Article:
COMMENTARY — Like the bag of Chex Mix that I just polished off, it’s time to dig into an assortment of sports items not big enough to fill a whole column...
Basketball all-stars in June? Well, the NBA is still playing, isn’t it?
I’ve been asked by a few folks why we are just getting around to naming our NJN All-Star teams in wrestling and basketball — two sports which wrapped up high school action more than two months ago.
The reason is very practical, and not just because I’m lazy (which I am). These days, the post-season schedules of winter sports overlap with the start of spring sports, particularly softball and baseball. We literally go from hoops sub-regionals on a Friday and Saturday to baseball the next Monday.
So in order to give enough space to everything as play moves from one sport to another, we simply put off handing out our winter honors until the end of the school year.
There’s another good reason: Once school is out for the summer, there’s not much for us to write about on the old sports page, since we are so heavily invested in our local high schools. Holding our All-Star teams until the summer holiday also serves to fill in that dead time.
Convinced yet? Well, I tried.
Old-time hockey! At the risk of sounding like Paul Newman’s character from the iconic sports movie “Slap Shot,” there are few things I like better than watching a couple of old-time NHL teams go at it on the ice.
However, with the huge influx of players from Europe, the current state of play bears little resemblance to the days when the boys would throw down the gloves and engage in fisticuffs at the drop of a puck.
So the closest thing we’ll get to old-time hockey is a couple of old-time teams, which is what we have in this year’s Stanley Cup Finals with the Chicago Blackhawks and the Boston Bruins. They are two of what’s called the Original Six — the six teams that formed the membership of the league for a quarter century after Word War II, and still dominated the playoffs after the NHL went to 12 teams in 1967.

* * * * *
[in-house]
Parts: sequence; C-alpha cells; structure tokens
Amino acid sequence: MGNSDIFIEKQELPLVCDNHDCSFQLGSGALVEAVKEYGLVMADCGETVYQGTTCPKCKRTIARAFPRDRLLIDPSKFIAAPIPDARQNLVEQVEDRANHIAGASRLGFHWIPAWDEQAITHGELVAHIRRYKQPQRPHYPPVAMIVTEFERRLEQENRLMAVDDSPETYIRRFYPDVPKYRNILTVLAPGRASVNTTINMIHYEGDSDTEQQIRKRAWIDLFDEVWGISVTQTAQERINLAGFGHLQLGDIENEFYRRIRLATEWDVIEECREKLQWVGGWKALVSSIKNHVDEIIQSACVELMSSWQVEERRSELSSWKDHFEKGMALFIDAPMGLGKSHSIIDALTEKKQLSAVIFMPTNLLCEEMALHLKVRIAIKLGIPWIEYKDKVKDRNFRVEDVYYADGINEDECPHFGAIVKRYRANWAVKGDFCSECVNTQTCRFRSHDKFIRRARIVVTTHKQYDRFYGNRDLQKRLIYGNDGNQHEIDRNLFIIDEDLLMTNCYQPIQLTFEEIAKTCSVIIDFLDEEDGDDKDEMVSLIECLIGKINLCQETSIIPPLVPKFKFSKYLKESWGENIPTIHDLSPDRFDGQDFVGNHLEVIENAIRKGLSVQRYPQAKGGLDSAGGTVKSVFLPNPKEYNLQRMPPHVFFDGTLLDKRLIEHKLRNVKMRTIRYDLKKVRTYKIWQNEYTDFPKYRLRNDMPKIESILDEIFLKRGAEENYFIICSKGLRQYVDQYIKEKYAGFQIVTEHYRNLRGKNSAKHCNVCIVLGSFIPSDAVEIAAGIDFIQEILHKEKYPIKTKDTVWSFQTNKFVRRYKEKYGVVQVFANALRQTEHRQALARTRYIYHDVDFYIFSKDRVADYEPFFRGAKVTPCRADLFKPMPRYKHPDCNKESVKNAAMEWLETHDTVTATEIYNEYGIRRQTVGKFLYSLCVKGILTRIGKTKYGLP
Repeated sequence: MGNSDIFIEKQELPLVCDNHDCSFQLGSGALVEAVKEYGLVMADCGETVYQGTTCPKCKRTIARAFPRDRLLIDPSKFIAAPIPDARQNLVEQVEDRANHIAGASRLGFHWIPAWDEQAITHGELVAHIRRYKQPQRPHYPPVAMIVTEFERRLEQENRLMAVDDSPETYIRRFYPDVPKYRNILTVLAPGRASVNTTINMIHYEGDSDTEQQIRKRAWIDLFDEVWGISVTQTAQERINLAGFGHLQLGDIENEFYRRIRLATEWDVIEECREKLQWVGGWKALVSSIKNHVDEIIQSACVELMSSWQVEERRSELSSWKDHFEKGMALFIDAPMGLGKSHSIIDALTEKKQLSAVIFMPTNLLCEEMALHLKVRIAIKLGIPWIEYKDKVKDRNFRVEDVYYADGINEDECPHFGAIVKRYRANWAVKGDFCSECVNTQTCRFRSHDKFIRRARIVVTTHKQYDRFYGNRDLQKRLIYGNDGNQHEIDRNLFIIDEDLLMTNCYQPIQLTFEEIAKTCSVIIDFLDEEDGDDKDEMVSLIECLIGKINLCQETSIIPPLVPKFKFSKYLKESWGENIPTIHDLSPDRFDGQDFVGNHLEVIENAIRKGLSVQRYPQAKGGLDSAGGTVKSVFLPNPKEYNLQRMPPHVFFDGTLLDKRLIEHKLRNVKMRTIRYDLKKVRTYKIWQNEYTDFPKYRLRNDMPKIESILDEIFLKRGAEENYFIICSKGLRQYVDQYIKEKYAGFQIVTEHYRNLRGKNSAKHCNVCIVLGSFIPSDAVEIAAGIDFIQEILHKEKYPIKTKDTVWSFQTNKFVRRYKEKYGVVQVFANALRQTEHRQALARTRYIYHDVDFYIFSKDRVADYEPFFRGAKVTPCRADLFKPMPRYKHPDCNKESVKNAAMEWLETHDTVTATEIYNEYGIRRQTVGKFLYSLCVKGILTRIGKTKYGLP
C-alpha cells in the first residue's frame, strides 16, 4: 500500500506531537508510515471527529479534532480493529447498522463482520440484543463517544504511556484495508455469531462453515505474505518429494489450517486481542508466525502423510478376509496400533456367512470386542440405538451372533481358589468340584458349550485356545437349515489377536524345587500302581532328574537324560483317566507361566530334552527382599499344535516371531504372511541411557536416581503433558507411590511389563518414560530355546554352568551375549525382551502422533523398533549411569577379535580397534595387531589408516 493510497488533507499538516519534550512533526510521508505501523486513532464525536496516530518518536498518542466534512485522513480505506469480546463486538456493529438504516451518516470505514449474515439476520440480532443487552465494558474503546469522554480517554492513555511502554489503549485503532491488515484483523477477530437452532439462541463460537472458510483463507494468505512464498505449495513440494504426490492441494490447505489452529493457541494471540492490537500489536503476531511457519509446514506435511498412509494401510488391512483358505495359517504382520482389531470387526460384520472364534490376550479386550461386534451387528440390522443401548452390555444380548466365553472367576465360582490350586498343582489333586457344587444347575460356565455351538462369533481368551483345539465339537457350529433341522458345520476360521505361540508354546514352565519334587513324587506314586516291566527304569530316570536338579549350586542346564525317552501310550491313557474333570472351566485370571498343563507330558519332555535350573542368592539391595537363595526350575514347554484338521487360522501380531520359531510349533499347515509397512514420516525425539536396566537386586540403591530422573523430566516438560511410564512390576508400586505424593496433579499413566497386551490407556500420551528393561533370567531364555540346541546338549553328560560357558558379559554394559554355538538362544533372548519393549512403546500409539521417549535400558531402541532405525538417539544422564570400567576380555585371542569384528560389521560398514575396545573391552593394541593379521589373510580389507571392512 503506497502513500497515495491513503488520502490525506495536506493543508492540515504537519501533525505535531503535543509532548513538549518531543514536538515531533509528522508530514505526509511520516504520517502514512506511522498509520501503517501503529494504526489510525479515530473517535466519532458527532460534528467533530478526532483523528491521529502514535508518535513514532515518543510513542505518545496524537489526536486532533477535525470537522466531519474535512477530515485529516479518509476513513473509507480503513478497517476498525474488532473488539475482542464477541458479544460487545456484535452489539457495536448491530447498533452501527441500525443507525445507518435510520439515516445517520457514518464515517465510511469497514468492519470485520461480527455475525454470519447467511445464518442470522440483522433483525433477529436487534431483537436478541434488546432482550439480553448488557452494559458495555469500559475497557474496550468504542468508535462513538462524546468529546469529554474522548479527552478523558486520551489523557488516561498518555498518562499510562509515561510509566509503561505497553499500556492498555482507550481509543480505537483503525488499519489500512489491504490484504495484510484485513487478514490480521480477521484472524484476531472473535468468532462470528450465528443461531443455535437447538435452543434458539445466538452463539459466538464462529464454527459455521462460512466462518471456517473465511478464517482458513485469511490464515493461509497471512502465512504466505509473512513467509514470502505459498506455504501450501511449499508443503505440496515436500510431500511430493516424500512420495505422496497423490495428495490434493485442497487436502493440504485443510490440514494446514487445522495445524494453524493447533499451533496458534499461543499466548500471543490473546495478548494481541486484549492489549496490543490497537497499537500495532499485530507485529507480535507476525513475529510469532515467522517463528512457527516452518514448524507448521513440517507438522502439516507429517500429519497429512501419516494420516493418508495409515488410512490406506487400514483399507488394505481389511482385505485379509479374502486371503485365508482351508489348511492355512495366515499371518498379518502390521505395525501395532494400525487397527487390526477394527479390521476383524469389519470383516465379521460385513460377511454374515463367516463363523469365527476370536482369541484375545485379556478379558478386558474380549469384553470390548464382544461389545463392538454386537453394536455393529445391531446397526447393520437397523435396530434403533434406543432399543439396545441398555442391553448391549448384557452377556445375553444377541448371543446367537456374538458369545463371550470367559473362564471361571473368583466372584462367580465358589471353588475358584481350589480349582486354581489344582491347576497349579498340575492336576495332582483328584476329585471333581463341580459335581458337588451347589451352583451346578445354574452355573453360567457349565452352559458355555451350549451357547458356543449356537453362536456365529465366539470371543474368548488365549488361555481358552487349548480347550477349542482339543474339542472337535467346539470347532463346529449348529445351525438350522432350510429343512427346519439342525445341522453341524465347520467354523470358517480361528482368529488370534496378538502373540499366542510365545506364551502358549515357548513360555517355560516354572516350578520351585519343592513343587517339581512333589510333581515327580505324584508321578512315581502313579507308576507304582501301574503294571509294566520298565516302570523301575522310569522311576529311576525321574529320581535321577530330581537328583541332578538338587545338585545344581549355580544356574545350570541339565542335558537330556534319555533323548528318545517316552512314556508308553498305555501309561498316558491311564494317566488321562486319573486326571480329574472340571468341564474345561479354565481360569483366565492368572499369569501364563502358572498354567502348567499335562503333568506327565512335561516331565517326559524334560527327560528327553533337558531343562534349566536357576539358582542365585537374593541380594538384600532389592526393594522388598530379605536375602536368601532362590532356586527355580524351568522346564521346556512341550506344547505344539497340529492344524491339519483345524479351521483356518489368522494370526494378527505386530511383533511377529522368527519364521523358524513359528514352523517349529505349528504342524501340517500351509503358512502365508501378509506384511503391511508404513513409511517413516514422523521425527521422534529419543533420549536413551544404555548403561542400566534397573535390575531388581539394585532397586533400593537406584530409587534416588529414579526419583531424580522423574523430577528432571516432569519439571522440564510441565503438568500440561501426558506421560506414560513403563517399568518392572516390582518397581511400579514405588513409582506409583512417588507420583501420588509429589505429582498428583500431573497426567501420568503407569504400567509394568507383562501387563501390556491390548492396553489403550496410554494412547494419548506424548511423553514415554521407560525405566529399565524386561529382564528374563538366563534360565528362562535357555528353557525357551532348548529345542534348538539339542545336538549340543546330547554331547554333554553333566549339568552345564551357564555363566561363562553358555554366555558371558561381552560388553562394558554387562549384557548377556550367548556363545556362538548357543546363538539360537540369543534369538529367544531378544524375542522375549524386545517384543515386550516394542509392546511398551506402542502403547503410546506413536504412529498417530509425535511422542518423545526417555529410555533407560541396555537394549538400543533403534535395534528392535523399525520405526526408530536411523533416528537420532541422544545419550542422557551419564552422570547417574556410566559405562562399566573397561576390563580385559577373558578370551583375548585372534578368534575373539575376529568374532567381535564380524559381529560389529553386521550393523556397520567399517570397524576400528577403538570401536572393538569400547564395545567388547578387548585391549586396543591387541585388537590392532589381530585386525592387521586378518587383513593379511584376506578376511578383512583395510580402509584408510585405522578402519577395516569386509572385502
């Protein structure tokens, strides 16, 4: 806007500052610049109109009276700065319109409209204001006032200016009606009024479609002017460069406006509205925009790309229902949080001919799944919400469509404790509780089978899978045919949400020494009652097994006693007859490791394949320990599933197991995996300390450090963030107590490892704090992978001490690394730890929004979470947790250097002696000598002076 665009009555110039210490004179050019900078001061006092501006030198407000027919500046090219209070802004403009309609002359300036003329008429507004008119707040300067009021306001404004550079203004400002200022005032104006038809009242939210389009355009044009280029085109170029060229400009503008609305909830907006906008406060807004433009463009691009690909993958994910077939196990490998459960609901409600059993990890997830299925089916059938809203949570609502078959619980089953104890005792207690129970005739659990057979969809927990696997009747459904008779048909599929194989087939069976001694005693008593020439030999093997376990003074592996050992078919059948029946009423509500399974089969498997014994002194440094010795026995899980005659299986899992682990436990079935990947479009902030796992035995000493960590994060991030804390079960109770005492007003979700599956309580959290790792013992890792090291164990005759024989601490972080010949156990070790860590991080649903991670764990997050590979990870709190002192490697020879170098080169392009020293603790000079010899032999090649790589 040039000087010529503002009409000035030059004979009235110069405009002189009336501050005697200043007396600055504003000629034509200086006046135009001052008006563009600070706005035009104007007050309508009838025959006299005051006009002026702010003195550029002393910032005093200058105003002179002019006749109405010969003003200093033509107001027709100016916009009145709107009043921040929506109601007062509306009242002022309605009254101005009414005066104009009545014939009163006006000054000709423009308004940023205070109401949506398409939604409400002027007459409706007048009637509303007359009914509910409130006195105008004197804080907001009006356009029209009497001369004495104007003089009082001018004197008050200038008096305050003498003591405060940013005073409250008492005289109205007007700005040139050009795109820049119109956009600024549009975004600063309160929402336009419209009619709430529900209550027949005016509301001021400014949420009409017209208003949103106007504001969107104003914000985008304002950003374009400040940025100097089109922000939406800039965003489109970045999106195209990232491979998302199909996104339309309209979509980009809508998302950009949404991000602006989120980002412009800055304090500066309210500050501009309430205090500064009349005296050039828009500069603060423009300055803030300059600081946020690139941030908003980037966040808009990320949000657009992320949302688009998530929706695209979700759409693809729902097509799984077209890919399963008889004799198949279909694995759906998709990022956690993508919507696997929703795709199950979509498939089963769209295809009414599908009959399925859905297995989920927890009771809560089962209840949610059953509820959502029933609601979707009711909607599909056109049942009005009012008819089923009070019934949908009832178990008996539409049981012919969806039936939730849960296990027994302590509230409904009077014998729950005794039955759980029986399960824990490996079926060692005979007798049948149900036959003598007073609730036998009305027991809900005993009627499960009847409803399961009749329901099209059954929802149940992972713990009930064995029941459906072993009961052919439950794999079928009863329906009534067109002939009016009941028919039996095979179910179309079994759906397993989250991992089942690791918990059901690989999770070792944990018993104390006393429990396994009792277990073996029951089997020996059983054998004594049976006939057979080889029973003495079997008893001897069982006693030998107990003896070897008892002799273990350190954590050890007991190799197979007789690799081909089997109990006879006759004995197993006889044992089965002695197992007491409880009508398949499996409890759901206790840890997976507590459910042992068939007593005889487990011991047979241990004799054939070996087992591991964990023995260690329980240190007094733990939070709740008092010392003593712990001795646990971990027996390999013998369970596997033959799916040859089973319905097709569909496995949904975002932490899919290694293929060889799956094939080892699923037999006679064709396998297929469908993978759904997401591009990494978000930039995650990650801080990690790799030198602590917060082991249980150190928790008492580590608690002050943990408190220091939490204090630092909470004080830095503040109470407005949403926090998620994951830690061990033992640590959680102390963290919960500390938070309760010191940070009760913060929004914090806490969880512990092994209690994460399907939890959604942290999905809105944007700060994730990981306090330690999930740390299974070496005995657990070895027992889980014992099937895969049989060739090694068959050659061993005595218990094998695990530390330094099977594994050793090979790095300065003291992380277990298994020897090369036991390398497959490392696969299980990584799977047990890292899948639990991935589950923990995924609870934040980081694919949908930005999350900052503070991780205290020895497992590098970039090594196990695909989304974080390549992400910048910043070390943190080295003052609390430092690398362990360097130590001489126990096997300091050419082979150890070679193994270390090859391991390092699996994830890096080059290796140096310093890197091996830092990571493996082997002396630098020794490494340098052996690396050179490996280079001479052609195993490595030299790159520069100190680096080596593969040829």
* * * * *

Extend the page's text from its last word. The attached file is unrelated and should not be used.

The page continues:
The Bruins took a 2-1 lead in the best-of-seven series by shutting out the Hawks 2-0. A good defensive struggle, but nothing really spectacular — alas, I’m a Chicago fan, so I may be a bit biased. At least this one was done in regulation time, as the first two games needed at least one overtime periods (and the opener took three overtimes).
But nobody has dropped the gloves yet. At this rate, the chances of seeing a Gordie Howe hat trick — a goal, an assist and a fight — are slim.
I guess I’ll have to watch one of the old “Don Cherry’s Rock ‘em Sock ‘em Hockey” videos instead.
Always a bridesmaid. You can’t help but feel for Phil Mickelson.
Perennially one of the most popular players on the PGA Tour as well as one of its best, “Lefty” just can’t seem to get the job done when it comes to the U.S. Open.
He has three Masters green jackets plus a PGA Championship. His best finish in The (British) Open is second place. But at the U.S. Open, he has been the runner-up, or tied for that spot, a record six times.
I thought Sunday would finally be the day he broke through, as he took aim at the wicker baskets at Merion. But it was not to be, as the severe test of golf that is the U.S. Open was simply too much for Mickelson. Another second place finish, this time to Justin Rose of England.
To paraphrase the quote attributed to Mark Twain, another good walk spoiled.